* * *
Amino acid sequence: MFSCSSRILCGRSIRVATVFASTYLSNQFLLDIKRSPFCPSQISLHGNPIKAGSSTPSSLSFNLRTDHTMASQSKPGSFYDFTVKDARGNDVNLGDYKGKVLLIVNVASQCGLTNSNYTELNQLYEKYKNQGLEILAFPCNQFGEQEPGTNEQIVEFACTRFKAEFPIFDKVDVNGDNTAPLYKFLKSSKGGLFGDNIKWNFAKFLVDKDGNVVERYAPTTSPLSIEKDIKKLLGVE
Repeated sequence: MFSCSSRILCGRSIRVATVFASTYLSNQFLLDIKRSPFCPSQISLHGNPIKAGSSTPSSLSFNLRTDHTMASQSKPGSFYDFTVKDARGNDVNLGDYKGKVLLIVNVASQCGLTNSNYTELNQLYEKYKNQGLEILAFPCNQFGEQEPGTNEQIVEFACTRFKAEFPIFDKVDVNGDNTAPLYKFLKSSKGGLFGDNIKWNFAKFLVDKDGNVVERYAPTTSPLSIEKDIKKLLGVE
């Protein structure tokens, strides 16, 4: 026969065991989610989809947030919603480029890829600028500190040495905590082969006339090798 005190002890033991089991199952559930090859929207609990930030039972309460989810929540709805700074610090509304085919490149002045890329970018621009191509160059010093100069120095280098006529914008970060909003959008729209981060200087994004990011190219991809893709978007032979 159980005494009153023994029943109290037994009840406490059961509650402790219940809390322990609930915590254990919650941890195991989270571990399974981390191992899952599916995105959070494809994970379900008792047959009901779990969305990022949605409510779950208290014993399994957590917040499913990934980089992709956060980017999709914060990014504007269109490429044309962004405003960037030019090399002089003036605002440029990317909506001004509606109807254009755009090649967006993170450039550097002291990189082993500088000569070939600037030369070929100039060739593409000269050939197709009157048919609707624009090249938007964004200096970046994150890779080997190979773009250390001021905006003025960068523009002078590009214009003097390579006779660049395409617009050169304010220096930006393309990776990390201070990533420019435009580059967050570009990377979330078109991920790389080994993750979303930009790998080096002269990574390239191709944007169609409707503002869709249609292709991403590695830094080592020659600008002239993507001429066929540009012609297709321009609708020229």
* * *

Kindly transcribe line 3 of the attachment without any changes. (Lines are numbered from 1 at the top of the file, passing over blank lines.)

């Protein structure tokens, strides 16, 4: 026969065991989610989809947030919603480029890829600028500190040495905590082969006339090798 005190002890033991089991199952559930090859929207609990930030039972309460989810929540709805700074610090509304085919490149002045890329970018621009191509160059010093100069120095280098006529914008970060909003959008729209981060200087994004990011190219991809893709978007032979 159980005494009153023994029943109290037994009840406490059961509650402790219940809390322990609930915590254990919650941890195991989270571990399974981390191992899952599916995105959070494809994970379900008792047959009901779990969305990022949605409510779950208290014993399994957590917040499913990934980089992709956060980017999709914060990014504007269109490429044309962004405003960037030019090399002089003036605002440029990317909506001004509606109807254009755009090649967006993170450039550097002291990189082993500088000569070939600037030369070929100039060739593409000269050939197709009157048919609707624009090249938007964004200096970046994150890779080997190979773009250390001021905006003025960068523009002078590009214009003097390579006779660049395409617009050169304010220096930006393309990776990390201070990533420019435009580059967050570009990377979330078109991920790389080994993750979303930009790998080096002269990574390239191709944007169609409707503002869709249609292709991403590695830094080592020659600008002239993507001429066929540009012609297709321009609708020229």